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Why BMW prefers production in Mexico over China & USA

March 29, 2015
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In July 2014, BMW announced that it will build a new plant in Mexico near the city of San Luis Potosi in the San Luis Potosi state with an investment of US$1 billion. There are several reason why the company prefers production in Mexico over China and the U.S. According to a report from Automotive News Europe, the company’s growth rate in China is significantly dropping every year from the past few years and is expected to fall even further.

The growth in the Chinese market was 70% at one point, which kept falling as years passed and was just 17% in 2014, and is forecast to fall further to a single-digit percentage this year, suggests the report. There is a steady decline in the revenue as well. Moreover profits from locally built cars are split 50-50 with JV partner Brilliance Auto.

The company already has a mass manufacturing facility in the U.S., but has still decided to open a new one in Mexico instead of expanding the U.S. facility. Though some of the most common reasons behind such a move are cheaper labour costs and affordable land, there’s more to it. A report from Wall Street Journal states that this kind of move for global production is to reduce the trade-related cost. Not just BMW, many other well-known automakers producing cars in the U.S. and Canada are turning to Mexico not just for lower fixed and variable costs, but for cheaper exports too.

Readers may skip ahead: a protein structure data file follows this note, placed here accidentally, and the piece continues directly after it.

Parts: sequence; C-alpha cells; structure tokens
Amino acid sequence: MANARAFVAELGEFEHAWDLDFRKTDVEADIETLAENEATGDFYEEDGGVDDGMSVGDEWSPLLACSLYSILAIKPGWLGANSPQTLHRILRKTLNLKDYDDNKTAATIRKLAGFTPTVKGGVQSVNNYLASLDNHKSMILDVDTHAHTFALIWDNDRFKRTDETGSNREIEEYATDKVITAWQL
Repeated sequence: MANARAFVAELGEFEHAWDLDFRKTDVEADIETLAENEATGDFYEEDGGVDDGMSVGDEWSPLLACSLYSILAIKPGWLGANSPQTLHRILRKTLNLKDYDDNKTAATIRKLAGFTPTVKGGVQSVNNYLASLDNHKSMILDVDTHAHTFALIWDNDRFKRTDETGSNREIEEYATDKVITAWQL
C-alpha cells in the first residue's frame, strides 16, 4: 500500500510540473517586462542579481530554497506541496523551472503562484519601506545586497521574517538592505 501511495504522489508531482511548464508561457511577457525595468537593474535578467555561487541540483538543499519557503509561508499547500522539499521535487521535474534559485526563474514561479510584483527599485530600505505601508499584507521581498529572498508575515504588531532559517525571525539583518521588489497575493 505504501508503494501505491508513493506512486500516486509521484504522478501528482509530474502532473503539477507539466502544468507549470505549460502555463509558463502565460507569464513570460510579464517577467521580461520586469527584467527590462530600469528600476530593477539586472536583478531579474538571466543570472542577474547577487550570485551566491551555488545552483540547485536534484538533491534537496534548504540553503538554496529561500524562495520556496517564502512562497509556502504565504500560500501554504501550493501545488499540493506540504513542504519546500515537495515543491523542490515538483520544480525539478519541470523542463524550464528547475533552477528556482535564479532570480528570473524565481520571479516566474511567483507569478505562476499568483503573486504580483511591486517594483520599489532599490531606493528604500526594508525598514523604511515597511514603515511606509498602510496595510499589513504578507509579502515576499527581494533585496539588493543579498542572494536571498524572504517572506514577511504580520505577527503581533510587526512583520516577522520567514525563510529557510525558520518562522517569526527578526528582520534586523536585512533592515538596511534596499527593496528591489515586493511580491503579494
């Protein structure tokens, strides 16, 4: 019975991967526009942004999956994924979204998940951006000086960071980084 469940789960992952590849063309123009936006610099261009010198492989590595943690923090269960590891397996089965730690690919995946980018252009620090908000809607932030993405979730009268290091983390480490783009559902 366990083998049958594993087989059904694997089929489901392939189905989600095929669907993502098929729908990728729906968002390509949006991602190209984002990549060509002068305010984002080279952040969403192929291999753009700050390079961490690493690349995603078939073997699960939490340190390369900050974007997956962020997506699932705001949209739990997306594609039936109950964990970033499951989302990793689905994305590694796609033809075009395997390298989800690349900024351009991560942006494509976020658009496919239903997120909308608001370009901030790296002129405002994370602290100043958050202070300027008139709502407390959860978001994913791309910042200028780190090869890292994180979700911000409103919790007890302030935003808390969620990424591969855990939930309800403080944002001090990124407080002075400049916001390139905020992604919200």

The report provides an instance supporting its statement that every Made in USA BMW sold in Europe (European Union countries) is hit with a 10% import duty. As per the report, Mexico has 10 free trade agreements with 45 countries-counting EU members separately, and other trade deals in Latin America and the Asia Pacific. The U.S. has free trade agreements with 20 countries but these countries are mostly the small ones such as Chile, Jordan and Panama, adds the report. BMW is just one of the many automakers turning to Mexico for their global production to save fixed costs, operational costs and trade costs in the long-run. The consumers should benefit from this move due to reduction in the cost of selling, and thus the selling price of the cars.

Source 1: Automotive News Europe
Source 2: Wall Street Journal

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